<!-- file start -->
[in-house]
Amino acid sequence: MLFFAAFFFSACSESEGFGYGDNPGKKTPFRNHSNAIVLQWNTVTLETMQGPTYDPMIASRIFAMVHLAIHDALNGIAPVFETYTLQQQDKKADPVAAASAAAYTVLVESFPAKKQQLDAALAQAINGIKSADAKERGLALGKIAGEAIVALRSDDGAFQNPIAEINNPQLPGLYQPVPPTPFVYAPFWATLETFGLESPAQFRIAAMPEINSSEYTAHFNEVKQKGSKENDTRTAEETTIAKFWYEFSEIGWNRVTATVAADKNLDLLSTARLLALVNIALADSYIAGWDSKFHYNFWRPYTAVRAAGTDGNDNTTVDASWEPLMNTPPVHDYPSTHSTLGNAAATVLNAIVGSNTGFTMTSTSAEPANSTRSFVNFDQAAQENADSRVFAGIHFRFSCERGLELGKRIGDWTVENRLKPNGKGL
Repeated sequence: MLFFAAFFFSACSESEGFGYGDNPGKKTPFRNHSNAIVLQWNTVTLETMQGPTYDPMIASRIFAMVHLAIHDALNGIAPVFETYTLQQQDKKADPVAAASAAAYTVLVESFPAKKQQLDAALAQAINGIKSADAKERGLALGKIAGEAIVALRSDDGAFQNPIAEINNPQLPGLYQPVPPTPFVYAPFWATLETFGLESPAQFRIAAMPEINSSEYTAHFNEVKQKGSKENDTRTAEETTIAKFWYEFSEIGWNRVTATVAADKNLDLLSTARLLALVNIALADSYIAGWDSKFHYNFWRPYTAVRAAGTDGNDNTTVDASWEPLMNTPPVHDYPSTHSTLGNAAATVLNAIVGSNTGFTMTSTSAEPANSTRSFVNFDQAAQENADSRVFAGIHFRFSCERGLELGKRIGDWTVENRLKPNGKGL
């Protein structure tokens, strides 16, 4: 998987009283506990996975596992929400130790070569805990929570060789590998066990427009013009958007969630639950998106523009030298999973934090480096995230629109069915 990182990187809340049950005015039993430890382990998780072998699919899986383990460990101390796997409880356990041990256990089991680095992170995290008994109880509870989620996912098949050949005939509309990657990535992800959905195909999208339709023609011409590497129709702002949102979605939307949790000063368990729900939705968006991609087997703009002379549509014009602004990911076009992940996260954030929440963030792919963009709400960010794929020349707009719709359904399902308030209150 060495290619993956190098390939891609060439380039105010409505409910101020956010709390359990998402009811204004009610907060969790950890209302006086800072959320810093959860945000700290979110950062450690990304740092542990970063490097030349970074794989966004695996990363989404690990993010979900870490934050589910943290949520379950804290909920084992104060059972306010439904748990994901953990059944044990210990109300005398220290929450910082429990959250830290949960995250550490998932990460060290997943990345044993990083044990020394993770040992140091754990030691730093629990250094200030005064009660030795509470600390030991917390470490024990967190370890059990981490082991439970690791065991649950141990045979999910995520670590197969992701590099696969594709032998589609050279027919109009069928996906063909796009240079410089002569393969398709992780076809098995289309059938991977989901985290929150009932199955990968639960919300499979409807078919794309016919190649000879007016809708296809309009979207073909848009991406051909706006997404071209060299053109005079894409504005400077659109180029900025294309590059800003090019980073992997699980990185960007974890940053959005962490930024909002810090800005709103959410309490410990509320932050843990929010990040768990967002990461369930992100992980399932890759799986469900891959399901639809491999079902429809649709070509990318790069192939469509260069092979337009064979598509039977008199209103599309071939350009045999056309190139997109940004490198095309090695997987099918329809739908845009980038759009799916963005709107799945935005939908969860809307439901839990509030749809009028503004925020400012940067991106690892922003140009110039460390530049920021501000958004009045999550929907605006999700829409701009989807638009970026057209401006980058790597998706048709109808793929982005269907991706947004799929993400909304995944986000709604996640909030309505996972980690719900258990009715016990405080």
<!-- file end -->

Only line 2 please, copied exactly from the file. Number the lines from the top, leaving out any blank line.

Amino acid sequence: MLFFAAFFFSACSESEGFGYGDNPGKKTPFRNHSNAIVLQWNTVTLETMQGPTYDPMIASRIFAMVHLAIHDALNGIAPVFETYTLQQQDKKADPVAAASAAAYTVLVESFPAKKQQLDAALAQAINGIKSADAKERGLALGKIAGEAIVALRSDDGAFQNPIAEINNPQLPGLYQPVPPTPFVYAPFWATLETFGLESPAQFRIAAMPEINSSEYTAHFNEVKQKGSKENDTRTAEETTIAKFWYEFSEIGWNRVTATVAADKNLDLLSTARLLALVNIALADSYIAGWDSKFHYNFWRPYTAVRAAGTDGNDNTTVDASWEPLMNTPPVHDYPSTHSTLGNAAATVLNAIVGSNTGFTMTSTSAEPANSTRSFVNFDQAAQENADSRVFAGIHFRFSCERGLELGKRIGDWTVENRLKPNGKGL